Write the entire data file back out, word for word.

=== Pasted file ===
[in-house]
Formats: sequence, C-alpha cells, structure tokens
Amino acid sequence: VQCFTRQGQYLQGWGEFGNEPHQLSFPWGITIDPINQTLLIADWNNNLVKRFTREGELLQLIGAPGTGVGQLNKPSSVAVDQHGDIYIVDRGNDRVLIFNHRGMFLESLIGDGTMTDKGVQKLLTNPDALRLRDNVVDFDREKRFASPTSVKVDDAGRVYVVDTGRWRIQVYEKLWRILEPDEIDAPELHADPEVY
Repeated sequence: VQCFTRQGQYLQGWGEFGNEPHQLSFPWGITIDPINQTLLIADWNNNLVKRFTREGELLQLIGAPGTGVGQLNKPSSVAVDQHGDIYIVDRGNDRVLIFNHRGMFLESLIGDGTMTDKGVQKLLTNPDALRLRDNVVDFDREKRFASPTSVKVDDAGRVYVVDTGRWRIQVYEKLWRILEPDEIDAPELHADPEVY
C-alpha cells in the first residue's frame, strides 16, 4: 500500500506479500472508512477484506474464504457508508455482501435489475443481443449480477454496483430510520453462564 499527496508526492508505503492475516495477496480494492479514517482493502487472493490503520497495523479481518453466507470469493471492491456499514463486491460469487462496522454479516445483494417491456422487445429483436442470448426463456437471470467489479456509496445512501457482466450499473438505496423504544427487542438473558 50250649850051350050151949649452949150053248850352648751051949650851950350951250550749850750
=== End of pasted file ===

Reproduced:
[in-house]
Formats: sequence, C-alpha cells, structure tokens
Amino acid sequence: VQCFTRQGQYLQGWGEFGNEPHQLSFPWGITIDPINQTLLIADWNNNLVKRFTREGELLQLIGAPGTGVGQLNKPSSVAVDQHGDIYIVDRGNDRVLIFNHRGMFLESLIGDGTMTDKGVQKLLTNPDALRLRDNVVDFDREKRFASPTSVKVDDAGRVYVVDTGRWRIQVYEKLWRILEPDEIDAPELHADPEVY
Repeated sequence: VQCFTRQGQYLQGWGEFGNEPHQLSFPWGITIDPINQTLLIADWNNNLVKRFTREGELLQLIGAPGTGVGQLNKPSSVAVDQHGDIYIVDRGNDRVLIFNHRGMFLESLIGDGTMTDKGVQKLLTNPDALRLRDNVVDFDREKRFASPTSVKVDDAGRVYVVDTGRWRIQVYEKLWRILEPDEIDAPELHADPEVY
C-alpha cells in the first residue's frame, strides 16, 4: 500500500506479500472508512477484506474464504457508508455482501435489475443481443449480477454496483430510520453462564 499527496508526492508505503492475516495477496480494492479514517482493502487472493490503520497495523479481518453466507470469493471492491456499514463486491460469487462496522454479516445483494417491456422487445429483436442470448426463456437471470467489479456509496445512501457482466450499473438505496423504544427487542438473558 50250649850051350050151949649452949150053248850352648751051949650851950350951250550749850750